He was back at work carrying out physical tasks within weeks after his stay at the hospital, part of East Lancashire Hospitals NHS Trust, and the only one in the North West that is carrying out head and neck surgery robotically. St Bartholomew’s Hospital in London was this month rated “Good” overall by the Care Quality Commission – with the “well led” area of surgery, where it is at the forefront of new technology, given an “Outstanding” rating. The hospital is in the process of introducing a robotic surgical team with a fully adapted robotic surgery theatre. This will allow the surgery services to offer less invasive cardiothoracic (heart, lungs and other chest) surgery procedures, which led to faster recovery times, minimised trauma, and reduced pain – and mean Barts will have the only dedicated cardiothoracic robot in the UK.
“We have jettisoned the traditional way of minimally-invasive thoracic surgery as we have a much more precise surgery option with far better vision and dexterity, and we can do more redo and more complex operations this way,” Sasha Stamenkovic, consultant thoracic surgeon at the Barts Health NHS Trust, tells i. “Robotic surgery reduces pain, complications of pain, and there is evidence that there is a reduction in this resource/critical care readmission and possibly even death as a result. Robotic patients go home earlier with less or no complications and less or no pain. Ten per cent of my patients have no pain. One patient has gone home within 24 hours of their operation, five patients have gone home just over 24 hours later, but most patients go home by day two. Compare this to the week or so that a patient who has had an open operation stays. These patients sit side by side and the robot ones know they are doing better than the open ones.”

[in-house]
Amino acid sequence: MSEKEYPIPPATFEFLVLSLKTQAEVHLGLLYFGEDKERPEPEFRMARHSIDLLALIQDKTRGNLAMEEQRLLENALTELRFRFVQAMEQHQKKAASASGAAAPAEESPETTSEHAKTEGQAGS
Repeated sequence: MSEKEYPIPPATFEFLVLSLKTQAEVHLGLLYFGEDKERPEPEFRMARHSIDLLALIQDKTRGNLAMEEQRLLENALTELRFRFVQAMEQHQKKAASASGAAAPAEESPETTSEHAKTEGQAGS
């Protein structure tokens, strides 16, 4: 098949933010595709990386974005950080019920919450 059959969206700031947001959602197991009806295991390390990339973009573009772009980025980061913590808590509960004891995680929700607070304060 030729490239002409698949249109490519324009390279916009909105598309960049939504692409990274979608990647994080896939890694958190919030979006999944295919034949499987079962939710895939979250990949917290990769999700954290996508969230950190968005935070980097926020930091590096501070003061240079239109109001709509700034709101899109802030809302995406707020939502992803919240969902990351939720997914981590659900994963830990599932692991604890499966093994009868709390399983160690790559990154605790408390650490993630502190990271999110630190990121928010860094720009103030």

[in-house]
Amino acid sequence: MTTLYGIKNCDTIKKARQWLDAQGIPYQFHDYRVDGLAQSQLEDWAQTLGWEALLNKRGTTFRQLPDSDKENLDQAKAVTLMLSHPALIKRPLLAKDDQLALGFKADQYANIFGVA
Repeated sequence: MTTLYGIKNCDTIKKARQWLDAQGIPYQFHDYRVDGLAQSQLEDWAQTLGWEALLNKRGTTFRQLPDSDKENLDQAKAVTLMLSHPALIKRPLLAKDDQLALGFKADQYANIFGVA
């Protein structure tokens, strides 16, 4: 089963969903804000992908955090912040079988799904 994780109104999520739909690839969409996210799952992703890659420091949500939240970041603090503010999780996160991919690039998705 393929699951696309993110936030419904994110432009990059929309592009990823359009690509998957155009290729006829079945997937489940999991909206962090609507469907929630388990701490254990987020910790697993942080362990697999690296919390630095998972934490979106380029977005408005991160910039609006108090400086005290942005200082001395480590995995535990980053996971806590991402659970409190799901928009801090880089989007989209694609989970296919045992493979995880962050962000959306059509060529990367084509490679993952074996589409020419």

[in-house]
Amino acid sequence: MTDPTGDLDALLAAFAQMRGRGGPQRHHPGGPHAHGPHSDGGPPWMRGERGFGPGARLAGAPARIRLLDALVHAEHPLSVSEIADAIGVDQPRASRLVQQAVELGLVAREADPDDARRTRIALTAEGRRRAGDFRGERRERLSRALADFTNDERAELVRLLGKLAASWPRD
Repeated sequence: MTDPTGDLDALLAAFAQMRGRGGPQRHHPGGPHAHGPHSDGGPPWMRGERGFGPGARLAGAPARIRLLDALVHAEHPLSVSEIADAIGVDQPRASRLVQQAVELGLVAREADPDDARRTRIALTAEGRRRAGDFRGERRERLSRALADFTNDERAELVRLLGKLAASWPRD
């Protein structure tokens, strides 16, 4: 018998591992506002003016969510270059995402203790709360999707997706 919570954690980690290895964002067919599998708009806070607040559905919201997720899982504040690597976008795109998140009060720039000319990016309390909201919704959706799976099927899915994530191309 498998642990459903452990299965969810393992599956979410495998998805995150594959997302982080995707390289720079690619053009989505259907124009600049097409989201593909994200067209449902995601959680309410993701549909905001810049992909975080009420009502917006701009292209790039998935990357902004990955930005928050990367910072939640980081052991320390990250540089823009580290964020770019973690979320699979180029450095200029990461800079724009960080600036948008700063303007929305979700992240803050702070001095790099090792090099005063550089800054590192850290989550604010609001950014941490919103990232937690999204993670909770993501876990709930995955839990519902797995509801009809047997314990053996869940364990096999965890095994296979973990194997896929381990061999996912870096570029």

The only pitfall it seems is when a robotic arm gets stuck, but a key is provided to unlock it. There is also 24/7 engineering help available and constant monitoring of any robot operation in the world, so if there is an engineering problem, it is picked up within seconds. “Any surgeon can do harm to any patient, but with the best training and lots of simulation practice this is minimised,” Mr Stamenkovic says. “There is really extensive training in the machine, the workings of the arms, and the operations. It starts with a computer, then a live pig model, then a cadaveric model and finally first human operations happen under strict control of a proctor [mentor]. Nothing has ever gone wrong with the robot in my experience.” Many surgeons, like Mr Stamenkovic, now believe robotic surgery will soon be the default option for surgeons and patients alike. “We will never return to the previous way of operating,” he says. ” I predict that eventually all units in the UK will be using some form of a robotic platform because of the benefits it gives.”